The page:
DAC question -- Importance of good vibes

There's tons written about DACs here, but I have to ask my own DAC question with a very specific point.

I need to replace my Linn Karik, which I've enjoyed a lot. I'm looking for a DAC, or a player that also can take digital input, that has at least an RCA and an optical input to handle music from iTunes/Airport Express as well as CD.

I have been listening to a Quad 99 CDP in my system. I've found it enjoyable -- lively, articulate, dynamic, superior bass retrieval. But frankly, I enjoy my aging Karik more. Compared to the Quad, the Karik sounds somewhat whitish -- not necessarily a virtue. But the Karik conveys emotion better, and here's my attempt at explaining why.

Through the Karik, I am aware of the vibration at the core of the notes that I hear. All music is vibration, of course, but not all equipment conveys that. Equipment can be clear, articulate, tonally correct, detailed, have great soundstaging, etc., but produce notes that are too solid, too inert.

Sounds are made of air and are always moving and changing. The ability to convey this alive and ephemeral nature of sounds -- what do people call this? Inner detail? It is as if the notes were lit from within, and it makes the music sound very free in space. I was struck by this last night while listening to the Mahler Symphony 5 Adagietto, and this sense of the vibration of music probably is most noticeable in quiet or small-scale music. But it applies everywhere -- listening to Rickie Lee Jones singing, Stevie Ray Vaughan playing Little Wing, a horn section gettin' low-down.

Back to the CDPs. The Karik does this better. The Quad's sound is denser and less layered, with a flatter soundstage -- I think these are all related to my point. The Quad is superior in some ways, too, but I need to hear those good vibrations to be fully satisfied.

I also took the digital output of the Karik through a very cheap digital cable into the Quad's DAC and, interestingly, found out that much of what I like better about the Karik can be attributed to its transport. However, it is the transport section of the Karik that is showing its age and is not fixable, so I need to keep looking.

Given what I've written, does anyone have suggestions in the roughly $1000 used range? I'm looking for a DAC first--will think about transport later (unless there's another CDP-with-inputs solution). Need digital and optical inputs. I've read lots about the Benchmark, and it doesn't sound like it's for me. The old Museatex stuff with updates sounds interesting. Northstar?

I listen to lots of kinds of music. I use my Linn Majik as a preamp; amp is a Van Alstine Super 70i (EL34 tubes); Reference 3A DeCapo speakers. Other sound quality preferences: not dark, not warm, laid back rather than upfront presentation.
I still swear by my Birdland Odeon-Ag. Dollar for dollar still my best purchase in audio in terms of bang for buck. $1850 new, probably in your price range used, but I hardly ever see them for sale used, and I know why.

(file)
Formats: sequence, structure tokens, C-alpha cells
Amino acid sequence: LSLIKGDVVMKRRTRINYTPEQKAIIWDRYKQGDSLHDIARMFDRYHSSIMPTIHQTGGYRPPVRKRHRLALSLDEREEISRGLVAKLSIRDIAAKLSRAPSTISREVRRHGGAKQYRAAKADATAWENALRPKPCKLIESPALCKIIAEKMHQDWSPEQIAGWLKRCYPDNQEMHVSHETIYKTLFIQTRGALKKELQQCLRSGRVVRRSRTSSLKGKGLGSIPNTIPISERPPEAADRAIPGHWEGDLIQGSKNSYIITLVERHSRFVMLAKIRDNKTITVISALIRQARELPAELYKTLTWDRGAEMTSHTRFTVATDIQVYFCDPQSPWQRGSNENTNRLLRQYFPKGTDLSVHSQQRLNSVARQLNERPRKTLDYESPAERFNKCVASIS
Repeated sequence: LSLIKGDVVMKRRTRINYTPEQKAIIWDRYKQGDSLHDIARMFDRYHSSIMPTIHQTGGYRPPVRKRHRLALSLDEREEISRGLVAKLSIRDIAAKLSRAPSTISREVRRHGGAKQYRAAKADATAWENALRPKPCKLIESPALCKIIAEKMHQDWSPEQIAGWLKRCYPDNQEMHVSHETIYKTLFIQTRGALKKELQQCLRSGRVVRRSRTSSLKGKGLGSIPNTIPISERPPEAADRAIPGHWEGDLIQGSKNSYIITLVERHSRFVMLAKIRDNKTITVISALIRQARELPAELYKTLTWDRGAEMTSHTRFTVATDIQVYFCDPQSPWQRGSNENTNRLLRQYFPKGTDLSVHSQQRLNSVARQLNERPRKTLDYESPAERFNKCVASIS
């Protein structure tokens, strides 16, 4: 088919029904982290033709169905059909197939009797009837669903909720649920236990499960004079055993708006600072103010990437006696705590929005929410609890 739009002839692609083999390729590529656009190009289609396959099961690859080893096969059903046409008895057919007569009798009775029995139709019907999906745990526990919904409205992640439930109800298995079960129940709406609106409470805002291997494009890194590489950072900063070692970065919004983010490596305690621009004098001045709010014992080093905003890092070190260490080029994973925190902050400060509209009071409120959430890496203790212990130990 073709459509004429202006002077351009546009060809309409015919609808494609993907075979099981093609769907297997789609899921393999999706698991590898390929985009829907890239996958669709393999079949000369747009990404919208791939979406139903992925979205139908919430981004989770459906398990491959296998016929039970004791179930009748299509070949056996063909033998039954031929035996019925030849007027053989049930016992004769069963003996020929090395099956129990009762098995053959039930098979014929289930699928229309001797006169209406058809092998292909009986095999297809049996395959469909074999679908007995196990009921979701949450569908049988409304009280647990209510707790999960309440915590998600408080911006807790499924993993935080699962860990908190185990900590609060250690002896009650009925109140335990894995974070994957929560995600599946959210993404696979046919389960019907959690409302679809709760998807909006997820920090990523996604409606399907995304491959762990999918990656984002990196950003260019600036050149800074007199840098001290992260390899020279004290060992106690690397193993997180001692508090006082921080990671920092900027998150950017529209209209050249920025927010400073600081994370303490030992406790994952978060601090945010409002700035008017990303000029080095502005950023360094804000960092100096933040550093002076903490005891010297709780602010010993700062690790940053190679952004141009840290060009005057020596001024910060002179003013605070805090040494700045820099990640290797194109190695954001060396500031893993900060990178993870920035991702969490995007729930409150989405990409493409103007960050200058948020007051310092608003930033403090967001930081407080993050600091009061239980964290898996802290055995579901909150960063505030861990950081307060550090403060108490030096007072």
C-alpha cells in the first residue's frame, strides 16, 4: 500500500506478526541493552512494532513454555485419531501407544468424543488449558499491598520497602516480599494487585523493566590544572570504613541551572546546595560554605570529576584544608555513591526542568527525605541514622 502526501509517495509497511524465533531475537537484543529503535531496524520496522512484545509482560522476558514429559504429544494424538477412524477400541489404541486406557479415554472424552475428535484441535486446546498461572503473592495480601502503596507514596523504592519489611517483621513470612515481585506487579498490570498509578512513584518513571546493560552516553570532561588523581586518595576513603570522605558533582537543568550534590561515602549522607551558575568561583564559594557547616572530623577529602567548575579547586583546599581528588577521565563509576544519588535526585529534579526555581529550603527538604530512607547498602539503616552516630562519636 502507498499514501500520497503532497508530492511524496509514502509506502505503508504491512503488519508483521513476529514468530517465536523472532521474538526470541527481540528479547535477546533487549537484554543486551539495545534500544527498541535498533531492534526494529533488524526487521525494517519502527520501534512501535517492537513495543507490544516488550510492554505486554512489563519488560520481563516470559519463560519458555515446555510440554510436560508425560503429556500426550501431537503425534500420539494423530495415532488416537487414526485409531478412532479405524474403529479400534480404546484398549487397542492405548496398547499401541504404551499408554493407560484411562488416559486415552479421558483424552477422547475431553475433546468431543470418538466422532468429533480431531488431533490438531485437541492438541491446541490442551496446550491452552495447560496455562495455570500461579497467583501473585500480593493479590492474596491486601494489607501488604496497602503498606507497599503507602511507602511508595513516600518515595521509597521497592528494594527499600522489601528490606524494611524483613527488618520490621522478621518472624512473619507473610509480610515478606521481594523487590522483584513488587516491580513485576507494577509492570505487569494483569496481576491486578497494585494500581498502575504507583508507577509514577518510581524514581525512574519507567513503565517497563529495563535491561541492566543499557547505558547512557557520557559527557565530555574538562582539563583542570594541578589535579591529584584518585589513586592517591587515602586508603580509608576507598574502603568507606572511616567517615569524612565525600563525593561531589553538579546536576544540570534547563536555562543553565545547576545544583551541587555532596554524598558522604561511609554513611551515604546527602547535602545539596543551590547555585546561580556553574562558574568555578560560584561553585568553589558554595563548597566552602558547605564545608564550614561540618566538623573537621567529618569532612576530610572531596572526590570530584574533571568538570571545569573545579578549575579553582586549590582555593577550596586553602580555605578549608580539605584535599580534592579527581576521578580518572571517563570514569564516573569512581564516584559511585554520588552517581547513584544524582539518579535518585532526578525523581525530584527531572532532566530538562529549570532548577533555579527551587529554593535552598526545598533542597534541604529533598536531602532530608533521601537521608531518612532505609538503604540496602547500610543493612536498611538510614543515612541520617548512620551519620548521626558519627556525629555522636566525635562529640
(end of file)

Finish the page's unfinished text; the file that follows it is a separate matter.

I was looking into the Benchmark also, but after reading it sounded like it was not for me also. I went with the Bel Canto DAC2. Compared to what I've read about the Benchmark, the Bel Canto is as detailed, but more analog like or more on the velvty side of smoothness. Based upon what I've read, the Benchmark seems to be more on the silky side. The nice thing about the Bel Canto also is that is doesn't seem to be transport dependent due to the built in dejitter so that could solve your issue about using the Quad as a transport.

From what I've heard from Perrotta Consultants, he highly recommends the Northstart over the Bel Canto and MF Trivista. He is also a dealer of the Birdland and didn't even mention it. I was interested with the Birdland because all I've read are good things also. I hope this helps.
I bought my Birdland from Perotta, who is a gentleman. Based loosely on another thread from several months ago, I am surmising that there might have been a falling out between Birdland and Perotta, which may explain why he didn't mention the Odeon-Ag. I haven't ever had a chance to hear the Bel Canto, but the Birdland is significantly better than the MF Trivista, in my opinion.
Thanks very much, Tfk and Jb, for your posts. Maybe my question was too specific to attract many responses. Maybe I should have just asked, "Dude, Which DAC really rocks?!!?" On the other hand, I've already read all the threads that asked that. ;->

I'll add the Birdland to my watch-list. Rb, the Bel Canto does not have an optical-in, does it?

I'll check back in a couple days--thanks again.
Jayboard, the Bel Canto has 1 optical and 1 coaxial.
Dear Jay, et al: I must say something here that is off the subject albeit related to Jay's "vibrations in the notes" theory. This may relate to, as well as help explain, why the sound of a pipe organ can never be 100% authentically duplicated by even the most advanced, expensive, custom, top-quality digital organ. Yes, one could build a million-dollar digital organ that came so close (to a pipe organ) that 99% of those hearing it would declare the difference irrelevant; but this is not the same thing as sounding exactly like a pipe organ. My apologies for the digression!